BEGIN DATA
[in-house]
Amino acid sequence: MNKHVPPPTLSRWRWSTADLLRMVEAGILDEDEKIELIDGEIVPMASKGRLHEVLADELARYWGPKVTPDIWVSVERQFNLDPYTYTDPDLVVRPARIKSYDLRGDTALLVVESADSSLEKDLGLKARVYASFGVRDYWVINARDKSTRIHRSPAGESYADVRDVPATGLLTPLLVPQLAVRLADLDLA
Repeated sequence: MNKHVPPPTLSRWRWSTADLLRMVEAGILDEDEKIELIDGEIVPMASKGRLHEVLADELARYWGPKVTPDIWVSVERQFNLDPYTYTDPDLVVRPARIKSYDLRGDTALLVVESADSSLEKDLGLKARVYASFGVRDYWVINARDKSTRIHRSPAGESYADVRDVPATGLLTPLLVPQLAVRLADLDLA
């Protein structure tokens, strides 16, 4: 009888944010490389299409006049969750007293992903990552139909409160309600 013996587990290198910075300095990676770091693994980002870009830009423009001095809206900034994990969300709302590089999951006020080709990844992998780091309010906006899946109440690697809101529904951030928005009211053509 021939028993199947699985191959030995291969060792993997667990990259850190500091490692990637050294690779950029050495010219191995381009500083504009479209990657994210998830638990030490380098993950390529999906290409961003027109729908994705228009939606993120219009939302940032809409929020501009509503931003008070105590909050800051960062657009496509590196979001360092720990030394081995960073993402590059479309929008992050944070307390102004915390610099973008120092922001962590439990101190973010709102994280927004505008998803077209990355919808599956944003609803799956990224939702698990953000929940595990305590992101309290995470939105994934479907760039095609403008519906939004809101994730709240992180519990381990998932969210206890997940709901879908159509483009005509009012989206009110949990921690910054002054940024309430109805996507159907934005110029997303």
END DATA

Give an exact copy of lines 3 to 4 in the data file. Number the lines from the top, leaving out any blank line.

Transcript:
Repeated sequence: MNKHVPPPTLSRWRWSTADLLRMVEAGILDEDEKIELIDGEIVPMASKGRLHEVLADELARYWGPKVTPDIWVSVERQFNLDPYTYTDPDLVVRPARIKSYDLRGDTALLVVESADSSLEKDLGLKARVYASFGVRDYWVINARDKSTRIHRSPAGESYADVRDVPATGLLTPLLVPQLAVRLADLDLA
């Protein structure tokens, strides 16, 4: 009888944010490389299409006049969750007293992903990552139909409160309600 013996587990290198910075300095990676770091693994980002870009830009423009001095809206900034994990969300709302590089999951006020080709990844992998780091309010906006899946109440690697809101529904951030928005009211053509 021939028993199947699985191959030995291969060792993997667990990259850190500091490692990637050294690779950029050495010219191995381009500083504009479209990657994210998830638990030490380098993950390529999906290409961003027109729908994705228009939606993120219009939302940032809409929020501009509503931003008070105590909050800051960062657009496509590196979001360092720990030394081995960073993402590059479309929008992050944070307390102004915390610099973008120092922001962590439990101190973010709102994280927004505008998803077209990355919808599956944003609803799956990224939702698990953000929940595990305590992101309290995470939105994934479907760039095609403008519906939004809101994730709240992180519990381990998932969210206890997940709901879908159509483009005509009012989206009110949990921690910054002054940024309430109805996507159907934005110029997303």